Showing posts with label movie. Show all posts
Showing posts with label movie. Show all posts

Thursday, December 21, 2017

The Mountain Between Us - Book Review

The Mountain Between Us - Book Review
In every life, there are mountains to be crossed.  For some, those mountains are physical.  In other cases, the challenges are emotional or relational.  For Ashley and Ben, in The Mountain Between Us, those mountains come in all three forms.  On the surface, their story appears to be one of wilderness survival, but as we delve deeper, we will see that it is really about crossing over into your own truth after braving the storms of life.

As the story begins, Ashley Knox, a magazine writer, and Ben Payne, a surgeon, are about to be stranded in Salt Lake City as all flights are being shut down by a massive storm system.  Ashley is desperate to get home for her wedding, while Ben has surgeries to perform.  Given the situation, the only option left to them is to charter a private flight around the line of growing storms.  The plan is to fly to Denver while there is still the possibility of making it home.

Mid-flight to Denver, their pilot has a heart attack and makes a crash landing in one of the most remote and rugged areas of the country (the High Uintas Wilderness of Utah).  To make matters worse, a flight plan was not required, so no one knows the whereabouts of these three passengers (or even that Ashley and Ben got on that plane).

Now, with their pilot dead, and Ashley seriously injured, Ben must figure out a way to keep both of them alive.  Stranded at a very high elevation in the midst of winter storms, without food or other necessary provisions, the odds are not good for them to make it.  Without hope of a search and rescue operation, their bleak situation will cause both Ashley and Ben to reflect on the things that matter most in life.  During their odyssey of searching for a way to survive, both will discover what it means to truly live and love.

There are many things I liked about this book.  First, I must admit that I am really into wilderness survival stories.  There is just something about rising up above your circumstances, no matter how bleak, that speaks to me.  Nobody survives a devastating accident without being changed in critical ways.  It is the story of that transformation that greatly appeals to me.  I think, too, that it is impossible not to insert yourself into the situation to reflect on how you would handle things, or be changed by such life-altering circumstances.  One of the things I enjoyed most about the story is how Ben uses the few things available to him in a MacGyver fashion.  It was interesting to see how he came up with creative solutions to daunting challenges.  In a life-or-death situation, I would want Ben Payne by my side.

I appreciate how author Charles Martin tells a story.  He makes me care about his characters and they become real to me.  Though this book has been newly released as a movie, I'm glad I chose to read the book first.  The reviews for The Mountain Between Us, in book form, are much better than those for the movie.  It seems that many moviegoers felt a disconnect between the two leading actors.  That is so different from what you will experience about the connection between Ashley and Ben in the book.  The two become very bonded, though neither character violates any promises made to spouse or fiance during their time together in the wilderness.

This is a good book to read during the holiday season.  It reminds us that love conquers all and that we can each climb and cross any mountain that rises up in our lives.





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Friday, September 15, 2017

Leap Year (2010) Movie Review

Leap Year (2010) Movie Review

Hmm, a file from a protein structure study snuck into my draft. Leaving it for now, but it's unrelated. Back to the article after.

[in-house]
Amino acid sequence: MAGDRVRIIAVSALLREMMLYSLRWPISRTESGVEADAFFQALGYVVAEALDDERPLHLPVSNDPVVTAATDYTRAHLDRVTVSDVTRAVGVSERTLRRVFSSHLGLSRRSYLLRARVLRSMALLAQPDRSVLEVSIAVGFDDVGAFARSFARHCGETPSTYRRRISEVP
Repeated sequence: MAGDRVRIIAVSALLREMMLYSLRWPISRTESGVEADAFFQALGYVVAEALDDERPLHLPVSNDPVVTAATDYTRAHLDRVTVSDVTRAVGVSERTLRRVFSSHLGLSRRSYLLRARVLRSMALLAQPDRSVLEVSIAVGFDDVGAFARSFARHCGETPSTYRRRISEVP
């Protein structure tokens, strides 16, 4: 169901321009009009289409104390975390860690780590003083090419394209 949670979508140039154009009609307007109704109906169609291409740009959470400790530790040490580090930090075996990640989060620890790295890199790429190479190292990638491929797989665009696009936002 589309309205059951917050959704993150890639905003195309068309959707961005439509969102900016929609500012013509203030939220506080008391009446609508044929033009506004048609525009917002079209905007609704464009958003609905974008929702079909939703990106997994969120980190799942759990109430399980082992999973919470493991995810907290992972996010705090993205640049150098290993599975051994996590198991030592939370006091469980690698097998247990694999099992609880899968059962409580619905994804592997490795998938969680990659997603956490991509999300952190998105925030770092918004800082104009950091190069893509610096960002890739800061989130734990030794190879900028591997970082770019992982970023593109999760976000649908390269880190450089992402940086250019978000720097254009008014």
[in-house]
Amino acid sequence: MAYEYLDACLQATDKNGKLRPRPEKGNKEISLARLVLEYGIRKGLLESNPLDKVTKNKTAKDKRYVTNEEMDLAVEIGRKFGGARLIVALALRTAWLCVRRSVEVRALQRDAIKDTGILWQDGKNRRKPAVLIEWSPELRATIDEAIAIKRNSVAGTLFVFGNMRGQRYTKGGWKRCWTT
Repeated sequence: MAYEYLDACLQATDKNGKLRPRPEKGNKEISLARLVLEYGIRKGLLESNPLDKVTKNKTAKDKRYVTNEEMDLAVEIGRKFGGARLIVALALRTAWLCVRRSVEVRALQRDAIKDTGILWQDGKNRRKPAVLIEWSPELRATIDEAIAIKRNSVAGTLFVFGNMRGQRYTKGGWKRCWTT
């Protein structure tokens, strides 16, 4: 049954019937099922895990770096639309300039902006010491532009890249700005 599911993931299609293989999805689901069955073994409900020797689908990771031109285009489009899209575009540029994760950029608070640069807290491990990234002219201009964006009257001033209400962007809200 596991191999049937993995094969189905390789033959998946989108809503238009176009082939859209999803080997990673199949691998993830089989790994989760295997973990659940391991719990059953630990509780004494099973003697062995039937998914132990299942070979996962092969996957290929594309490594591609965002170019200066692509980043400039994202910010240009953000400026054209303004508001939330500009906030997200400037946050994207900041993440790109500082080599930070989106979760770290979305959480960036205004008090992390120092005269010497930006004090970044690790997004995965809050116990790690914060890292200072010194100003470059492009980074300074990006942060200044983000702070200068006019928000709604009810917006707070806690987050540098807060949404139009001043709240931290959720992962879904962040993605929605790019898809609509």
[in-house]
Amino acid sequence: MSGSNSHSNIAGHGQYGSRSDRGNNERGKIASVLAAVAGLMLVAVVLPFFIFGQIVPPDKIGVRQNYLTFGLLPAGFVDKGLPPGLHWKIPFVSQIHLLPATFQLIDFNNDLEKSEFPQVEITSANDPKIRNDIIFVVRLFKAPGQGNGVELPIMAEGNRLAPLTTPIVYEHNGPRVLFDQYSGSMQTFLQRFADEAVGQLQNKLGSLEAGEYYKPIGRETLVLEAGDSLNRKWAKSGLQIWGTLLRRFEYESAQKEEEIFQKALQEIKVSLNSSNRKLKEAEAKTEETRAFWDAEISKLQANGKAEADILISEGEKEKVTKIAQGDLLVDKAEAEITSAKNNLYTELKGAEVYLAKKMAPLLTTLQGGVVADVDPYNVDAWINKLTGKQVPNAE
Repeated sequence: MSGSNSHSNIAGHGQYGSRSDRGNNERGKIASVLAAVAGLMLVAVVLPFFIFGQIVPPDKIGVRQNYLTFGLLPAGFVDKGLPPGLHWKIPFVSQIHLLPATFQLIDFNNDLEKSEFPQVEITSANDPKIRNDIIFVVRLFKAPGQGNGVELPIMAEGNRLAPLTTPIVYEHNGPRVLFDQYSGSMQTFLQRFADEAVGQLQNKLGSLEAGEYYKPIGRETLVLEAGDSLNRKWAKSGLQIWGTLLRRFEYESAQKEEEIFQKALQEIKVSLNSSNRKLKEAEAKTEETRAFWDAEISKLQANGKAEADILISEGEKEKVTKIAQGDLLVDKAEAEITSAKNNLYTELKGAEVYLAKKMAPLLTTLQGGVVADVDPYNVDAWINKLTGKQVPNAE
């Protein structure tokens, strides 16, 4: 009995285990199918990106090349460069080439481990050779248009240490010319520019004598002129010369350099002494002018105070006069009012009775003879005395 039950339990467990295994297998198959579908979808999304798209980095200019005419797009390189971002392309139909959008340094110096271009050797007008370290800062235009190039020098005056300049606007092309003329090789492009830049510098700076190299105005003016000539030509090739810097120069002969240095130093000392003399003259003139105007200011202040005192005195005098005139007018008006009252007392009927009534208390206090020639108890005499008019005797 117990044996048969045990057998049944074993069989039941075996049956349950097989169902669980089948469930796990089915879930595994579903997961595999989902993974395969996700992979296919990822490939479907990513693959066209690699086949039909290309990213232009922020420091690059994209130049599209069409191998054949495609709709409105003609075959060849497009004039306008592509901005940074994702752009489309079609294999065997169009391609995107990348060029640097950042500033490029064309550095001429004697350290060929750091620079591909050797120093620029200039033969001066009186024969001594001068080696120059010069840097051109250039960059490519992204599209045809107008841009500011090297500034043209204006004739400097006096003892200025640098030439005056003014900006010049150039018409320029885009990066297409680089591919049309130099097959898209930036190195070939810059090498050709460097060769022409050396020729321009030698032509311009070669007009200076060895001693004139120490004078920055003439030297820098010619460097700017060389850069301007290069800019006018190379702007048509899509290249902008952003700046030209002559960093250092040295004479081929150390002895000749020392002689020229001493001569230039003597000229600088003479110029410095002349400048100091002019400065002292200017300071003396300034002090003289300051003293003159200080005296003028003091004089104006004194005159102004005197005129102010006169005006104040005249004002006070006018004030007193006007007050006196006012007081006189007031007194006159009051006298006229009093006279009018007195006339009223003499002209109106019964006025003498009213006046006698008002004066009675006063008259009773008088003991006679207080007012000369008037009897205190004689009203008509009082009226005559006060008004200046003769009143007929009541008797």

Leap Year is such a delightfully adorable story about a young woman who has everything she wants, but not what she needs. 

I'm not sure how I have missed this movie until now, but on the chance that you have never seen it either, I want to tell you about it. If you have viewed it before, then perhaps you need to take a break and watch it again.  It is sure to make you smile, even laugh out loud.   But, mostly it is simply enchanting, which is totally appropriate since it takes place in Ireland. 

Oh, did someone mention leprechauns?  Well, I have to say, Declan reminds me a great deal of a leprechaun.   He even jumps and clicks his heels.   But most of all, he brings good fortune into Anna's life. 

Yes, this is a sweet love story that is a little predictable, yet it is so charming you won't care that you know what to expect.  You'll simply be glad you are along for the ride and listening to the witty banter between these two hearts speaking the language of love. 

I have always been a hopeless romantic.  I was once even dubbed the Forever Hopeless Romantic Contributor.  Here on Review This, we have broken the bounds of those niche walls, but that doesn't change who I am.  A great romantic movie still appeals to me more than any other genre.



Leap Year (2010) Movie Review

Leap Year - The Movie


Anna Brady (Amy Adams) and Dr. Jeremy Sloane (Adam Scott) have been in a committed relationship with each other for 4 years.  However, they are not married and Anna wants to get married.  When she thinks Jeremy is about to propose over dinner one evening, she is greatly disappointed to discover diamond earrings in the small jewelry box instead of a diamond engagement ring.  Jeremy is oblivious to Anna's feelings and doesn't hesitate to excuse himself from dinner early when called away for a medical emergency.  

 Leap Year - Amazon Video RentalCheck PriceWhen Jeremy leaves to attend a cardiology convention in Ireland, Anna is reminded of an old Irish tradition.  Each Leap Year, on February 29th, the woman can propose to the man.  After all, that is what her own grandmother did decades ago.  She decides it is time for her to act!  Otherwise, who knows how long it will be before she is engaged, much less married.

Anna's flight to Dublin, Ireland is diverted due to weather.  They are forced to land in Cardiff, Wales.  Because she is determined to get to Dublin, she hires a boat.  Then, the boat is forced to dock in Dingle because the storm is simply too dangerous to continue.  It is in Dingle that she meets her cheeky, tall, dark and handsome leprechaun.  Because Declan (Matthew Goode) needs the money, he agrees to drive her to Dublin and that is where all the fun begins.




Watch Leap Year for Yourself!  


If you find yourself searching for a great romantic comedy, Leap Year will be the perfect choice.  If you are also a hopeless romantic, be sure you pay close attention to the brides speech during the wedding in the movie.  You will love it!